When your chest is supported, it takes out all momentum and is all muscle! You get to focus on what’s most important — tempo and time under tension!

How To:

  • Place a bench at a slight incline.
  • Put your dumbbells on the floor next to the top of the bench, or hold them in each hand as you approach the bench.
  • Straddle the bench and rest your chest on the angled portion of the bench. 
  • Plant your feet firmly on the ground.
  • Allow your arms to hang straight downwards with your palms facing toward one another and pull your shoulders down.  
  • Row the dumbbells up towards the ribcage by pulling your elbows back and up and squeeze your lats. 
  • Slowly lower and repeat for the desired number of reps, 

Tips To Consider:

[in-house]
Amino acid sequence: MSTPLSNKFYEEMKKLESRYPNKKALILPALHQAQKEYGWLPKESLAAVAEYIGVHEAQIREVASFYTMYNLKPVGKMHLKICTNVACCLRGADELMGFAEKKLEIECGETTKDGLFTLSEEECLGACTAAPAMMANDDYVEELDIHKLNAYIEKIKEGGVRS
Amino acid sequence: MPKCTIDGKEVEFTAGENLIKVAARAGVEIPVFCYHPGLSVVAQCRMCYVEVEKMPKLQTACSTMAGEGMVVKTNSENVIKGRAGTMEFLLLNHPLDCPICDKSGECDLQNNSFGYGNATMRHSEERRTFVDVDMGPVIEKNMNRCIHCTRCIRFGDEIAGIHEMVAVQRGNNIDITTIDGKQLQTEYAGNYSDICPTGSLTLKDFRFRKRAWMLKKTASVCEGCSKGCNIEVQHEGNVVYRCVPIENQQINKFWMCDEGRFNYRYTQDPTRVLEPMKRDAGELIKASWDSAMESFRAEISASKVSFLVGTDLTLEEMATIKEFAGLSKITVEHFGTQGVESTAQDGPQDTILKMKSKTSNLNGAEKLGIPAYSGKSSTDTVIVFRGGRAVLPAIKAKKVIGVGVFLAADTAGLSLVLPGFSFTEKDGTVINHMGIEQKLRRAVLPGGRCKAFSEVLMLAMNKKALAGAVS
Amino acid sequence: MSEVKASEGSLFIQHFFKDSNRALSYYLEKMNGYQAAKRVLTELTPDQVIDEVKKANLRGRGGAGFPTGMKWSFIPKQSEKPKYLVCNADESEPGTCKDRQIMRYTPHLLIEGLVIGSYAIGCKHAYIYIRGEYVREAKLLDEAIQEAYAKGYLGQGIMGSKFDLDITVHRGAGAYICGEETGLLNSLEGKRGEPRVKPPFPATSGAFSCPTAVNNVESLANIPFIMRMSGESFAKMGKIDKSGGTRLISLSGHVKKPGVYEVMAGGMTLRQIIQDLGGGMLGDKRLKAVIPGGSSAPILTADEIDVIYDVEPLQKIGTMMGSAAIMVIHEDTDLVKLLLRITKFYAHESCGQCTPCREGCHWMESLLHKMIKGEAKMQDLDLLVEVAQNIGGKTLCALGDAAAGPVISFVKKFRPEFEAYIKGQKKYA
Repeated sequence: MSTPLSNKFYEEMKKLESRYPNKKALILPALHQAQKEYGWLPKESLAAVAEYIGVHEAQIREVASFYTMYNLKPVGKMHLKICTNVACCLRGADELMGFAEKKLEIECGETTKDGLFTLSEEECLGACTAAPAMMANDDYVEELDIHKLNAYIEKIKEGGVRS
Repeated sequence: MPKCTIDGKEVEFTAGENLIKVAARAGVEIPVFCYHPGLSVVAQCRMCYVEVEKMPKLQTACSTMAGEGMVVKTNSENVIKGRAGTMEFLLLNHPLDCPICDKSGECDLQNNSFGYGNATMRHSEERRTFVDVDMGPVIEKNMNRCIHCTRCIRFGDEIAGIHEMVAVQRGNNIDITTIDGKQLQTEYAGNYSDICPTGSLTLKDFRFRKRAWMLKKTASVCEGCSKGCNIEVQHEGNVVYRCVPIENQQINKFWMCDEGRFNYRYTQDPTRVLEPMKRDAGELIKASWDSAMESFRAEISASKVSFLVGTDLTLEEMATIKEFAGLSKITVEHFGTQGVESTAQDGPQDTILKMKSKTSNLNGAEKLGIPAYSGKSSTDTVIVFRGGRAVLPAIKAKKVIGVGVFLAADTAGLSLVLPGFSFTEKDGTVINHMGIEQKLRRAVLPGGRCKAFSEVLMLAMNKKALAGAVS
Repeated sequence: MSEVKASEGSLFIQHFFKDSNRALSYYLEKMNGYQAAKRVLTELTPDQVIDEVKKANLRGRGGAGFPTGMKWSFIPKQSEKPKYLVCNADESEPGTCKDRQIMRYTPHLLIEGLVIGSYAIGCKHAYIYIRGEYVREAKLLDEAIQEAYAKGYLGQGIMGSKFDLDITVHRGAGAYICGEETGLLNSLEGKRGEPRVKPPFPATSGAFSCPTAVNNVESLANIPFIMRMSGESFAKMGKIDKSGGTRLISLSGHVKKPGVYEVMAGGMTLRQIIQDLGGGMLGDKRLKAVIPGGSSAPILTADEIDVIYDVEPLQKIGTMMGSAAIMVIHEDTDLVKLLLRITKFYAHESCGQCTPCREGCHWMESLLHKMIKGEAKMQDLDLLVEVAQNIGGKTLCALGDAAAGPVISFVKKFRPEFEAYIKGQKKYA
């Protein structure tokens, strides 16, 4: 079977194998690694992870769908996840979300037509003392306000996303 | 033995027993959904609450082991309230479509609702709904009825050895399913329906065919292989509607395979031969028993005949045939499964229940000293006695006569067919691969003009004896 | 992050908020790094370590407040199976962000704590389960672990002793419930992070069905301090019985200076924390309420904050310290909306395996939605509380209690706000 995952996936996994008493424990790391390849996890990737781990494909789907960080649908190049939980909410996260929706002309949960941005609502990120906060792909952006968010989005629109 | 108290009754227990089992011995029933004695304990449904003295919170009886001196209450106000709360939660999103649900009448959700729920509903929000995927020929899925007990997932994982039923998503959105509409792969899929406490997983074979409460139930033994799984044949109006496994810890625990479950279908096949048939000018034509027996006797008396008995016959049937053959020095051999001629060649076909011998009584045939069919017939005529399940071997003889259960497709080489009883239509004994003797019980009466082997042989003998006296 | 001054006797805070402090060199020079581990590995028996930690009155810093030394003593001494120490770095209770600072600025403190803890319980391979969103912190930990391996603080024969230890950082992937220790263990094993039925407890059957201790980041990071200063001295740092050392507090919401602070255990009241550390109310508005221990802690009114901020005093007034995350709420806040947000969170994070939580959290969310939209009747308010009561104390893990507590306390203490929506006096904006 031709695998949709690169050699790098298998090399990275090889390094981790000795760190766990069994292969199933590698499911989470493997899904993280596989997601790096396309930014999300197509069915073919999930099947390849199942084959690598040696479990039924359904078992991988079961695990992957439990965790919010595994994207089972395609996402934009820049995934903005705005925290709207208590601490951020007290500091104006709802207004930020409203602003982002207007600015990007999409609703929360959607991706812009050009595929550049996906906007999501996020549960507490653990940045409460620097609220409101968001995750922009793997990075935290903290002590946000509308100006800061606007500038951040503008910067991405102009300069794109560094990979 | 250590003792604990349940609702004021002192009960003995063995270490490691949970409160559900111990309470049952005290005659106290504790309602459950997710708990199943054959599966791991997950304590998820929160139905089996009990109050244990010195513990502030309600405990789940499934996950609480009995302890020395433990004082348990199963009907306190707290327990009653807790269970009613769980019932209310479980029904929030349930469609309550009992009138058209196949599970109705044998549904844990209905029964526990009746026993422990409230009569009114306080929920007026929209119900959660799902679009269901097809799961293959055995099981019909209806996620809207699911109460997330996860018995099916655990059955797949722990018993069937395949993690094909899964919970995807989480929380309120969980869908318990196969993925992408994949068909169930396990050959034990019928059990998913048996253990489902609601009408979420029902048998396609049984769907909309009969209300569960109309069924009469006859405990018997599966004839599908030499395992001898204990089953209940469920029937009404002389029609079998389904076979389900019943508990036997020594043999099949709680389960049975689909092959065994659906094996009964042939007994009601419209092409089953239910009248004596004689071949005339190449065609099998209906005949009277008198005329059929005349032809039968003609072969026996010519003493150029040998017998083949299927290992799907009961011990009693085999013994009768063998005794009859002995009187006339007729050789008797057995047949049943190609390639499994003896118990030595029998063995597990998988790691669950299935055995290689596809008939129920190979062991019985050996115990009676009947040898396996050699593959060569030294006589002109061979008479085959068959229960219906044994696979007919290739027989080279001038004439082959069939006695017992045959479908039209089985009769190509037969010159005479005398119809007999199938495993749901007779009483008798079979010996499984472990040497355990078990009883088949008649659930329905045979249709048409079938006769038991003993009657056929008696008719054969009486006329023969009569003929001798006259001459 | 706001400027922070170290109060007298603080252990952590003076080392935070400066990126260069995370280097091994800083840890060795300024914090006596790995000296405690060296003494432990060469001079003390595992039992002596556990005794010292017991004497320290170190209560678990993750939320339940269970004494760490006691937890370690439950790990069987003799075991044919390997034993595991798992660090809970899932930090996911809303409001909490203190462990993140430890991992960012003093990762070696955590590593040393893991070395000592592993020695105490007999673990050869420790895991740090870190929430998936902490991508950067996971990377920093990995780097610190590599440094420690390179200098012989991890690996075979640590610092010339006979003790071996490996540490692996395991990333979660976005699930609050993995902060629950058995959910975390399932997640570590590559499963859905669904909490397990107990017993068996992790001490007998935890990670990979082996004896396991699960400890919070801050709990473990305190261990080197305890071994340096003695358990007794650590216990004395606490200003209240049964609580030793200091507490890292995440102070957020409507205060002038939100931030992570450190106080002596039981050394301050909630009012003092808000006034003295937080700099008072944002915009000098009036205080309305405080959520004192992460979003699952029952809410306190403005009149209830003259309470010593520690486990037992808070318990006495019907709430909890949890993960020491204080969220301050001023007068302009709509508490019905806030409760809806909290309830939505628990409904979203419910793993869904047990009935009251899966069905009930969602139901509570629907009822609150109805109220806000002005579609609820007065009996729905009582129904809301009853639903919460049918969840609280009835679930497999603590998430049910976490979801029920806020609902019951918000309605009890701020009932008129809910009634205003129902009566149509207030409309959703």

• Similar form tips as above. Your elbows should drive straight back along your body and not flared out to the sides.  
  • Use LIGHTER weight. Without ANY momentum, you will likely only be able to do about 50% of the normal weight you do for variation one. 
  • Rest only your chest and torso on the bench, not your neck or head. Your head and neck should be over the top of the bench.
  • Keep your head/neck neutral at all times.
  • As you lift, your upper chest will probably slightly lift up off the pad. This is fine. Just keep your spine neutral! 

VARIATION FOUR: Standing Cable Low Row 

This row variation hits your lats at a lower angle and is great for people who have a hard time with the elbow back and up movement. With the cable pulley down low, once you stand back, the back and up movement is a little more natural. 

You can use any handle you have available at your gym. If you use a straight bar, we suggest an overhand (pronated) grip for better lat isolation. You can also use an EZ curl bar with an underhand (supinated) grip, but be aware that you will recruit a little more bicep performing them this way.